[BERLIN] German industrial orders rose much more than expected in June thanks to strong demand from abroad, suggesting that output from industry in Europe's largest economy is likely to rise in the coming months.
Data from the economy ministry showed contracts for German goods were up by 2.0 per cent on the month. That beat the Reuters consensus forecast for a 0.2 per cent gain and overshot even the highest estimate for a 1.5 per cent increase. "Boom. German industrial orders just defied any concerns about a slowdown of the economy due to the Chinese slowdown or Greek turbulence," said Carsten Brzeski, an economist at ING, adding that the weaker euro was helping.
"Today's numbers show that the German economy could take the current positive momentum into the third quarter," he said.
German gross domestic product (GDP) data is due to be published on Friday. The finance ministry has said the economy probably expanded by around 0.3 per cent in the April-June period - the same rate as in the first quarter - as domestic demand provided key support while foreign trade also picked up.
Orders data bode well for that - the economy ministry said that on average orders were 3.0 per cent higher in the second quarter than in the first.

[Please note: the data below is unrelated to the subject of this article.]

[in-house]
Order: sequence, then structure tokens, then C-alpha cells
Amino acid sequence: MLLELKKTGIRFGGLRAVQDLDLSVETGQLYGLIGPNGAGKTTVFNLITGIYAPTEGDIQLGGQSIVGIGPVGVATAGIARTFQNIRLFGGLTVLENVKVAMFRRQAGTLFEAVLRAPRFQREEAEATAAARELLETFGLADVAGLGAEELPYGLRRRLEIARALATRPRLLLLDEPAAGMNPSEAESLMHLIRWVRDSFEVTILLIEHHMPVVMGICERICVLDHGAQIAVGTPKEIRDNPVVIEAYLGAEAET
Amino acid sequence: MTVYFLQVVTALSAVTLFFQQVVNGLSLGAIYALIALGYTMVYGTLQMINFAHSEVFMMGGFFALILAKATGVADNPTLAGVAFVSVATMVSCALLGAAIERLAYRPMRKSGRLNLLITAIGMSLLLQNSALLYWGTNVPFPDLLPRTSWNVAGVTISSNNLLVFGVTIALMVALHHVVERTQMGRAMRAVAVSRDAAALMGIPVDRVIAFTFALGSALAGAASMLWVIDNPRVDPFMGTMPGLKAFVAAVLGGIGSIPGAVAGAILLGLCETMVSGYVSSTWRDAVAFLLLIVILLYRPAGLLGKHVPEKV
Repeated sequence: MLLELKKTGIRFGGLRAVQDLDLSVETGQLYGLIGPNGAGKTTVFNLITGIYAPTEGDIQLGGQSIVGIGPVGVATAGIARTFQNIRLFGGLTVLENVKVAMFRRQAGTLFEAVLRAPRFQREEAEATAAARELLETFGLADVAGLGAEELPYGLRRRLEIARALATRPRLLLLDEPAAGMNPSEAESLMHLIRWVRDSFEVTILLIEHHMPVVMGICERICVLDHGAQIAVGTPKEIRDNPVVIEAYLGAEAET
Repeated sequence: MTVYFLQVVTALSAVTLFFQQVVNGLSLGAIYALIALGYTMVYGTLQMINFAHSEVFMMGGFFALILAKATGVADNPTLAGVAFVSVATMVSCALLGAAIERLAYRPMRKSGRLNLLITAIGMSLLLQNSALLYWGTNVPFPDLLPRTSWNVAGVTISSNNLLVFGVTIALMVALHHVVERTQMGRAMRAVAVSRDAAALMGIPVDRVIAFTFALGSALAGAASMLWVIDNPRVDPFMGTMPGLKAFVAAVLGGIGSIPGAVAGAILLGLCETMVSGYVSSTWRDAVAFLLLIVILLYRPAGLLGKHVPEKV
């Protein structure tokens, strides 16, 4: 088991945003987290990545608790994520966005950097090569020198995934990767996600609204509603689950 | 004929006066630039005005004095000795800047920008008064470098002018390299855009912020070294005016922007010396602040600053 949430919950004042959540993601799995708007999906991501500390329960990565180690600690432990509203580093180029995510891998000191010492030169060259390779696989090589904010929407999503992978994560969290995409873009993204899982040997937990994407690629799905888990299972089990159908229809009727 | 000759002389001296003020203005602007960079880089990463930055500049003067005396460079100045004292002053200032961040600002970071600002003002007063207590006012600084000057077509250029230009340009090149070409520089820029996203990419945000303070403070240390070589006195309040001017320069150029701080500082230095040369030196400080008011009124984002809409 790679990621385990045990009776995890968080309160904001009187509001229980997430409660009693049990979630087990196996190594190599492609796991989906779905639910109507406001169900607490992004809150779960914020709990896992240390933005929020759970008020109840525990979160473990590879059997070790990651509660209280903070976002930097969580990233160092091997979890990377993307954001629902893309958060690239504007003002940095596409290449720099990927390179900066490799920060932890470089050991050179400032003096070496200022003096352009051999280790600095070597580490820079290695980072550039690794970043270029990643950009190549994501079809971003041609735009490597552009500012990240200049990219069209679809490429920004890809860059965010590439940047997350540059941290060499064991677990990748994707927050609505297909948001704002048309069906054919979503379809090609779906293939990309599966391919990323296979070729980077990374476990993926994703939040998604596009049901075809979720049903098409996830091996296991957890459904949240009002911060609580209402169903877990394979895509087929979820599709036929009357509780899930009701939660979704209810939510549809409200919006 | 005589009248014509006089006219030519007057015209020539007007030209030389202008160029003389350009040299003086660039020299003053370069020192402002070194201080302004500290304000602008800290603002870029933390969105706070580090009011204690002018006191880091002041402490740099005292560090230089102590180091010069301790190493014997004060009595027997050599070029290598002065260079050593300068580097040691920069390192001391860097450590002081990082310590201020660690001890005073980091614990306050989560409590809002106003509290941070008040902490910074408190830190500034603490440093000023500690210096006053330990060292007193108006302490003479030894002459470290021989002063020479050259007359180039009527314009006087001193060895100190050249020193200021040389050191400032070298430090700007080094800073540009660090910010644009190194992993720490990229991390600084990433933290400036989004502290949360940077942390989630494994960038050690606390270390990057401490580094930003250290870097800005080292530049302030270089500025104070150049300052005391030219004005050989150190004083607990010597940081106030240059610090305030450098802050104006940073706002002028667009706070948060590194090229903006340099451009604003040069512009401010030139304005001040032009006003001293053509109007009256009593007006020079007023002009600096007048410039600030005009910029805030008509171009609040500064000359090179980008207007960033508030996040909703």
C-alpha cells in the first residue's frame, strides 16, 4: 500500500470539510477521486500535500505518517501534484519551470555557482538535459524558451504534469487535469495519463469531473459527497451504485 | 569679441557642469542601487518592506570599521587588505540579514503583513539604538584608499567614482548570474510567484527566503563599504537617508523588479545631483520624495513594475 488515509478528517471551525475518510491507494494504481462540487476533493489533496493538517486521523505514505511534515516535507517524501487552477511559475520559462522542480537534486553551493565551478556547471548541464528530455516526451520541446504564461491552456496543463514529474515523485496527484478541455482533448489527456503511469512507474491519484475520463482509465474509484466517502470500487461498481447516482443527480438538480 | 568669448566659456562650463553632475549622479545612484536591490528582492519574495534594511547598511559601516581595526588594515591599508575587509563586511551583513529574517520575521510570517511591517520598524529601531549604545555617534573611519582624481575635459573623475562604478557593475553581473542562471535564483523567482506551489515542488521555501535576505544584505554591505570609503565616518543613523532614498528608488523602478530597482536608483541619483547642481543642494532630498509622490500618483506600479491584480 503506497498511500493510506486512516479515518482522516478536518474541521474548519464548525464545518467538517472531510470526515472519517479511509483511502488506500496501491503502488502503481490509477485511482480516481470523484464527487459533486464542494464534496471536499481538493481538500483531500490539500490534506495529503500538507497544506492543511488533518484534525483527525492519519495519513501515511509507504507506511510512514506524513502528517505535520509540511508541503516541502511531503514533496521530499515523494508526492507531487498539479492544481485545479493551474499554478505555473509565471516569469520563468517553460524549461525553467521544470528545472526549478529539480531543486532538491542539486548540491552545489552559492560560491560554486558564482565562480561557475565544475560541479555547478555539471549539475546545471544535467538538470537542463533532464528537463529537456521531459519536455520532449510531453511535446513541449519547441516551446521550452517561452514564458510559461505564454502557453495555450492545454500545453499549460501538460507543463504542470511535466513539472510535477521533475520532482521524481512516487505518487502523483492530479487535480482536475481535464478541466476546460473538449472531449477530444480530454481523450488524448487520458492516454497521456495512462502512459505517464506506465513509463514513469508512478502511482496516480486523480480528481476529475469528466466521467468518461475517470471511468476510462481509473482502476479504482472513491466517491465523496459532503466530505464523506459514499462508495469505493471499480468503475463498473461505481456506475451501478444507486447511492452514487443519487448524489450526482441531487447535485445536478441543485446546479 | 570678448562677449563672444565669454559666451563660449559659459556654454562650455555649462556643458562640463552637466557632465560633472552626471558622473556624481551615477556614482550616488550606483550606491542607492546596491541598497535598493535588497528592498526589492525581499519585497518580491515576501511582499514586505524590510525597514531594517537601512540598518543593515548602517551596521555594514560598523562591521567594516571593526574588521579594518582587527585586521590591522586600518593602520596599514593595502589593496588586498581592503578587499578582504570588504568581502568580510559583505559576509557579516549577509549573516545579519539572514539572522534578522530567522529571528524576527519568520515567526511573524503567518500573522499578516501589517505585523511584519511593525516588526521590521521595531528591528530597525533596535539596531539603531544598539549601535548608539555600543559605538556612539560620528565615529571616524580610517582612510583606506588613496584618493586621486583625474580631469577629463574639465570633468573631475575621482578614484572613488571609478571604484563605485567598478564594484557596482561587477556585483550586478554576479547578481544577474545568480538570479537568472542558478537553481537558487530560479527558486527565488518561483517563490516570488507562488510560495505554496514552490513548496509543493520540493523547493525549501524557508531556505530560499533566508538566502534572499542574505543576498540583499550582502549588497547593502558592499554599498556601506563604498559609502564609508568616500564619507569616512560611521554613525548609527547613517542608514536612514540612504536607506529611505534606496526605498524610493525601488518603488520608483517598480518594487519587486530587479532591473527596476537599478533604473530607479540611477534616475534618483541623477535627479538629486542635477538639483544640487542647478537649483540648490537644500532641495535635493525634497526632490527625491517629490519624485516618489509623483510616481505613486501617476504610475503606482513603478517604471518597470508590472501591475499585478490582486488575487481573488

A breakdown of Thursday's data showed factories received 4.8 per cent more bookings from abroad while domestic orders fell by 2.0 per cent.
Capital goods orders surged while appetite for consumer products and intermediate goods was weaker than in May.
The economy ministry said recent sentiment indicators suggested industry would continue to grow moderately in the coming months. In another positive sign, a survey published this week showed manufacturing activity rose slightly in July as new contracts piled in.
Some recent forward-looking data has provided grounds for optimism, with business morale improving after Greece and its creditors reached an agreement.
Siemens has performed better than expected despite weakness in China as the recovery in Europe helped boost some sales.
But truck maker MAN SE cut its profit and sales expectations for this year because of a plunge in Brazilian demand. Food-processing technology maker GEA's orders dropped by 9 per cent on an organic basis in the second quarter.
The data for May was revised down to a 0.3 per cent decrease in contracts from an originally reported 0.2 per cent drop.